So you’re telling me I can text you my Will? :-)

  • Tim Morton

I have been hearing a lot of discussion in public about a recent case in the Queensland Supreme Court where an unsent text message was held to be a Will. You may have heard or read about it as well. If you haven’t read about it yet then you can find a report on that case here.

Naturally, I am answering more questions about these kinds of cases so I wanted to clarify what actually happened in this case.

It is not uncommon for people to write their own Wills in the privacy of their own home. In many cases, these documents are not executed with all the usual formalities. The usual formalities that I refer to require that the Will be signed by the willmaker in front of two adult witnesses.

In certain circumstances, a document may be treated as a Will even if it has not been formally executed. This is often the case when people write a document themselves and perhaps sign it. Tragically, as was the case in unsent text message case, this often happens when people are considering taking their own life.

In Re Nichol; Nichol v Nichol & Anor [2017] QSC 220 the deceased died on 10 October 2016. His phone was found near his body. The phone was accessed by the person who found him and they discovered an unsent text message that read:

You and [nephew] keep all that I have house and superannuation, put my ashes in the back garden … [wife] will take her stuff only she’s ok gone back to her ex AGAIN I’m beaten. A bit of cash behind TV and a bit in the bank Cash card pin …

MRN190162Q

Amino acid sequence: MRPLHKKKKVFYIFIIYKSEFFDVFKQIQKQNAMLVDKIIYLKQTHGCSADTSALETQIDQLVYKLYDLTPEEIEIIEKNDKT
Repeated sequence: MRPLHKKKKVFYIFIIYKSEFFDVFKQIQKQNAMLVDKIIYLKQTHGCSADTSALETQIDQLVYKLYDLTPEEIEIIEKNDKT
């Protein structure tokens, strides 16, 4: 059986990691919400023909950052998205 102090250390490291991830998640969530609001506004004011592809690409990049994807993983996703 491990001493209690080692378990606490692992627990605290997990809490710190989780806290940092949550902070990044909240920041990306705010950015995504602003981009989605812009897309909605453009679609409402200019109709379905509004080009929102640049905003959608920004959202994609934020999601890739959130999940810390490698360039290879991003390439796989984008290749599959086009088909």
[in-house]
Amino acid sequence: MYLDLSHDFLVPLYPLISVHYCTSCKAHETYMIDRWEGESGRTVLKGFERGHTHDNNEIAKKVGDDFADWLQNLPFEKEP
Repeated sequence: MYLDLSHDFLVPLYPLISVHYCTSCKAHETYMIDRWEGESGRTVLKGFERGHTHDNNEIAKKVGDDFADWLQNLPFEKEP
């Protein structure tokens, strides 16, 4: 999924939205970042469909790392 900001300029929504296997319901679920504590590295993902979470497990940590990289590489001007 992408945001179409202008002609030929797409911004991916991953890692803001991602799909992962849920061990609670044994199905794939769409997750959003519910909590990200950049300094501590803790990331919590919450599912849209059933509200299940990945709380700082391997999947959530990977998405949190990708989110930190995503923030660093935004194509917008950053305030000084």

10/10/2016

My will

The abbreviation MRN190162Q was understood to be the deceased’s initials and date of birth.

Without getting too complicated, the Court was required to be satisfied with three key questions:

  • Was the unsent text message a document? A document is understood to be almost anything ‘from which sounds, images, writings or messages are capable of being produced or reproduced’.
  • Did the unsent text message contain ‘testamentary intentions’? Testamentary intentions are expressions of the person wanted to happen to their property after they die.
  • Did the deceased intend the unsent text message to be his last Will? Unlike the previous two questions, which are more objective, this one turns on the circumstances of the case.

In this case, the Court held that the answer to each question was yes and the unsent text message was admitted to probate as a Will. It now joins other cases where Word documents , notes stored in an iPhone’s notes function, suicide notes and DVDs have been treated as Wills.

Cases like this are a good reminder to look carefully for documents that may be Wills. Depending on the circumstances the Court may be able to give effect to the deceased person’s wishes.

If you are aware of a document that might be a Will and would like to know if we can assist you then contact our estates team at estates@fgd.com.au or 02 6181 2050.

Timothy Morton is a specialist Wills lawyer and is one of the best lawyers in Canberra practicing in Wills and Estates. He was recognised in the prestigious Doyles Guide as a preeminent Wills and Estates lawyer and a leading Estate Litigation lawyer in 2017.

If you or anyone you know needs help:

Timothy Morton

 

Timothy Morton is an Associate Director in our Canberra, Melbourne and Sydney offices.

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By | 2017-10-13T17:17:18+00:00 October 13th, 2017|

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